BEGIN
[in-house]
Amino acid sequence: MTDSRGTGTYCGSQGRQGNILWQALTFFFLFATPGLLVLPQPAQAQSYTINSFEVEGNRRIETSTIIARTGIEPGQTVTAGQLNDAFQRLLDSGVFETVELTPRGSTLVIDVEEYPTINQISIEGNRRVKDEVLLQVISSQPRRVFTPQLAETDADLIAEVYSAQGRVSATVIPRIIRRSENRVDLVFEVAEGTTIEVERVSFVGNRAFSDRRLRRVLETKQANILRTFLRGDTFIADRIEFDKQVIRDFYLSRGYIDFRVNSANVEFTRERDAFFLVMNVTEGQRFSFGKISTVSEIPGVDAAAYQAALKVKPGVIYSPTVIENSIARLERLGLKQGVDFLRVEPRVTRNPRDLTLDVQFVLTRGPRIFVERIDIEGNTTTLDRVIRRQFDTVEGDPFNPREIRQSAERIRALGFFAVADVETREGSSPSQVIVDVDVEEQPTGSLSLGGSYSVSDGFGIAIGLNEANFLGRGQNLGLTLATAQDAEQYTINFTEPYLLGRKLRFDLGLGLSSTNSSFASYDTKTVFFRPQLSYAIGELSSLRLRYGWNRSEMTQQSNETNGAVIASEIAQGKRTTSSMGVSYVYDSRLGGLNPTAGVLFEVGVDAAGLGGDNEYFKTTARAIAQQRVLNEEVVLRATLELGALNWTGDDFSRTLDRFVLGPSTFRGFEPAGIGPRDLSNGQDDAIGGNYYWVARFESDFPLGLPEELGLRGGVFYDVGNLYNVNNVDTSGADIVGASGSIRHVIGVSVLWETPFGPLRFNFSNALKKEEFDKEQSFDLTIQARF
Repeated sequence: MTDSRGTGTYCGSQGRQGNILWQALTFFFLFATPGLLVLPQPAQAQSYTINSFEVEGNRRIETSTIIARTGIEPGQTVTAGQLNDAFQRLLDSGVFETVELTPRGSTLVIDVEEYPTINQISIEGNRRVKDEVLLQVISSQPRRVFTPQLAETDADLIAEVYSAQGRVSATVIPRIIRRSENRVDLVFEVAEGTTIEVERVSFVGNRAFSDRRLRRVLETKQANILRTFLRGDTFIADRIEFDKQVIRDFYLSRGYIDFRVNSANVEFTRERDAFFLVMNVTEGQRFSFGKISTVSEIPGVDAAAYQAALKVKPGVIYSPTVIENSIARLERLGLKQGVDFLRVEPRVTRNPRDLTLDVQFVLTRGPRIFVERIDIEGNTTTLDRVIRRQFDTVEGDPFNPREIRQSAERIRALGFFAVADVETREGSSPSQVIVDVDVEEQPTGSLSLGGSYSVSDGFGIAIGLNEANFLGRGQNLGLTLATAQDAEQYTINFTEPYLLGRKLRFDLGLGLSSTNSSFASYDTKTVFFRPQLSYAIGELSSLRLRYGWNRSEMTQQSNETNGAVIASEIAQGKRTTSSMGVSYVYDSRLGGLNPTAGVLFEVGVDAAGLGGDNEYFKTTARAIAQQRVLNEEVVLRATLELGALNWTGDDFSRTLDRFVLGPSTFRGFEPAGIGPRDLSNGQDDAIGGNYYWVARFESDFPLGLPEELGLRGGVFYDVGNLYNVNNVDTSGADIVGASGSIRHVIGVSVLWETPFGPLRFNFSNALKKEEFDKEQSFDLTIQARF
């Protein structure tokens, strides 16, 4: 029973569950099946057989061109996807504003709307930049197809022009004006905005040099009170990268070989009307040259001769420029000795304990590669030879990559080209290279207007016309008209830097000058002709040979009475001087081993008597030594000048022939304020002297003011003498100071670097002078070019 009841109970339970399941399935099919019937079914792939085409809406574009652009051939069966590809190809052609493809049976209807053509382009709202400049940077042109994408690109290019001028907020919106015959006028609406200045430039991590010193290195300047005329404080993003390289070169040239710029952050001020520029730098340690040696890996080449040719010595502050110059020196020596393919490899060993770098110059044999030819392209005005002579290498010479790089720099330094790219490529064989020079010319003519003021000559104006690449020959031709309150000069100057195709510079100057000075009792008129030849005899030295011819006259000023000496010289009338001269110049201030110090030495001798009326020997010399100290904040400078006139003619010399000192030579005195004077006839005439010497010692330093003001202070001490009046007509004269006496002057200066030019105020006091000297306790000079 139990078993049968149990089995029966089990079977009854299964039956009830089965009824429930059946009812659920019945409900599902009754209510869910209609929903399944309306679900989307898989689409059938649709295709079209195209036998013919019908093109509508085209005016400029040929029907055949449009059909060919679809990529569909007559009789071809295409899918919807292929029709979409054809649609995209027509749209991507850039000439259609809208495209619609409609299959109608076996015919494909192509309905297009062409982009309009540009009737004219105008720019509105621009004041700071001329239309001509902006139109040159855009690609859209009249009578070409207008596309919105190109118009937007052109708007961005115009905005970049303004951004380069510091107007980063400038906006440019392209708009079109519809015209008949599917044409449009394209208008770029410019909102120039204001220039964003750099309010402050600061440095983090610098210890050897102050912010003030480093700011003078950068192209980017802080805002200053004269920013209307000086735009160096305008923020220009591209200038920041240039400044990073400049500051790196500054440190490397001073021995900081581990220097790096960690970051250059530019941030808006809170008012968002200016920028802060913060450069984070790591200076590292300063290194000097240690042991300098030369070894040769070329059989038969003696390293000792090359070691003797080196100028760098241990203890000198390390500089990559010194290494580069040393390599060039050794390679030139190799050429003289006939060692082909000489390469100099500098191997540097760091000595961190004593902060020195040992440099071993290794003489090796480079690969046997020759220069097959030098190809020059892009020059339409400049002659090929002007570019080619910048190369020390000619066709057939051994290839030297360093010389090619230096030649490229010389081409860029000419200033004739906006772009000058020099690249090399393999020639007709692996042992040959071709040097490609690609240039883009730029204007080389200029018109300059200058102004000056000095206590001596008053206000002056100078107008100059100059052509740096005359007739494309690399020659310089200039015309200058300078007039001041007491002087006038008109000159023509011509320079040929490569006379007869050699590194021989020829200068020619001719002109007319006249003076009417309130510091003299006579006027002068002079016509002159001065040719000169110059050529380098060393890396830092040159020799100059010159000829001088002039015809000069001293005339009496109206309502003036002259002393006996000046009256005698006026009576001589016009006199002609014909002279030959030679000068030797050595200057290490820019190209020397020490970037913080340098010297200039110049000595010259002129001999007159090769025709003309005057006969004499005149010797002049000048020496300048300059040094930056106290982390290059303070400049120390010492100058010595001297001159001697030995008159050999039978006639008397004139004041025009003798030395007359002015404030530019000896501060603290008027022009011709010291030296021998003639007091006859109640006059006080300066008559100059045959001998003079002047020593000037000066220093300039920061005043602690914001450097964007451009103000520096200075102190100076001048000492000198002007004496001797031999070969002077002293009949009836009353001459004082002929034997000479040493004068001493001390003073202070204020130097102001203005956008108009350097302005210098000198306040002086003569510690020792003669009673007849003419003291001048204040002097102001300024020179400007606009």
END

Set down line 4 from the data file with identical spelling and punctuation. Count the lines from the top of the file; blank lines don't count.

């Protein structure tokens, strides 16, 4: 029973569950099946057989061109996807504003709307930049197809022009004006905005040099009170990268070989009307040259001769420029000795304990590669030879990559080209290279207007016309008209830097000058002709040979009475001087081993008597030594000048022939304020002297003011003498100071670097002078070019 009841109970339970399941399935099919019937079914792939085409809406574009652009051939069966590809190809052609493809049976209807053509382009709202400049940077042109994408690109290019001028907020919106015959006028609406200045430039991590010193290195300047005329404080993003390289070169040239710029952050001020520029730098340690040696890996080449040719010595502050110059020196020596393919490899060993770098110059044999030819392209005005002579290498010479790089720099330094790219490529064989020079010319003519003021000559104006690449020959031709309150000069100057195709510079100057000075009792008129030849005899030295011819006259000023000496010289009338001269110049201030110090030495001798009326020997010399100290904040400078006139003619010399000192030579005195004077006839005439010497010692330093003001202070001490009046007509004269006496002057200066030019105020006091000297306790000079 139990078993049968149990089995029966089990079977009854299964039956009830089965009824429930059946009812659920019945409900599902009754209510869910209609929903399944309306679900989307898989689409059938649709295709079209195209036998013919019908093109509508085209005016400029040929029907055949449009059909060919679809990529569909007559009789071809295409899918919807292929029709979409054809649609995209027509749209991507850039000439259609809208495209619609409609299959109608076996015919494909192509309905297009062409982009309009540009009737004219105008720019509105621009004041700071001329239309001509902006139109040159855009690609859209009249009578070409207008596309919105190109118009937007052109708007961005115009905005970049303004951004380069510091107007980063400038906006440019392209708009079109519809015209008949599917044409449009394209208008770029410019909102120039204001220039964003750099309010402050600061440095983090610098210890050897102050912010003030480093700011003078950068192209980017802080805002200053004269920013209307000086735009160096305008923020220009591209200038920041240039400044990073400049500051790196500054440190490397001073021995900081581990220097790096960690970051250059530019941030808006809170008012968002200016920028802060913060450069984070790591200076590292300063290194000097240690042991300098030369070894040769070329059989038969003696390293000792090359070691003797080196100028760098241990203890000198390390500089990559010194290494580069040393390599060039050794390679030139190799050429003289006939060692082909000489390469100099500098191997540097760091000595961190004593902060020195040992440099071993290794003489090796480079690969046997020759220069097959030098190809020059892009020059339409400049002659090929002007570019080619910048190369020390000619066709057939051994290839030297360093010389090619230096030649490229010389081409860029000419200033004739906006772009000058020099690249090399393999020639007709692996042992040959071709040097490609690609240039883009730029204007080389200029018109300059200058102004000056000095206590001596008053206000002056100078107008100059100059052509740096005359007739494309690399020659310089200039015309200058300078007039001041007491002087006038008109000159023509011509320079040929490569006379007869050699590194021989020829200068020619001719002109007319006249003076009417309130510091003299006579006027002068002079016509002159001065040719000169110059050529380098060393890396830092040159020799100059010159000829001088002039015809000069001293005339009496109206309502003036002259002393006996000046009256005698006026009576001589016009006199002609014909002279030959030679000068030797050595200057290490820019190209020397020490970037913080340098010297200039110049000595010259002129001999007159090769025709003309005057006969004499005149010797002049000048020496300048300059040094930056106290982390290059303070400049120390010492100058010595001297001159001697030995008159050999039978006639008397004139004041025009003798030395007359002015404030530019000896501060603290008027022009011709010291030296021998003639007091006859109640006059006080300066008559100059045959001998003079002047020593000037000066220093300039920061005043602690914001450097964007451009103000520096200075102190100076001048000492000198002007004496001797031999070969002077002293009949009836009353001459004082002929034997000479040493004068001493001390003073202070204020130097102001203005956008108009350097302005210098000198306040002086003569510690020792003669009673007849003419003291001048204040002097102001300024020179400007606009």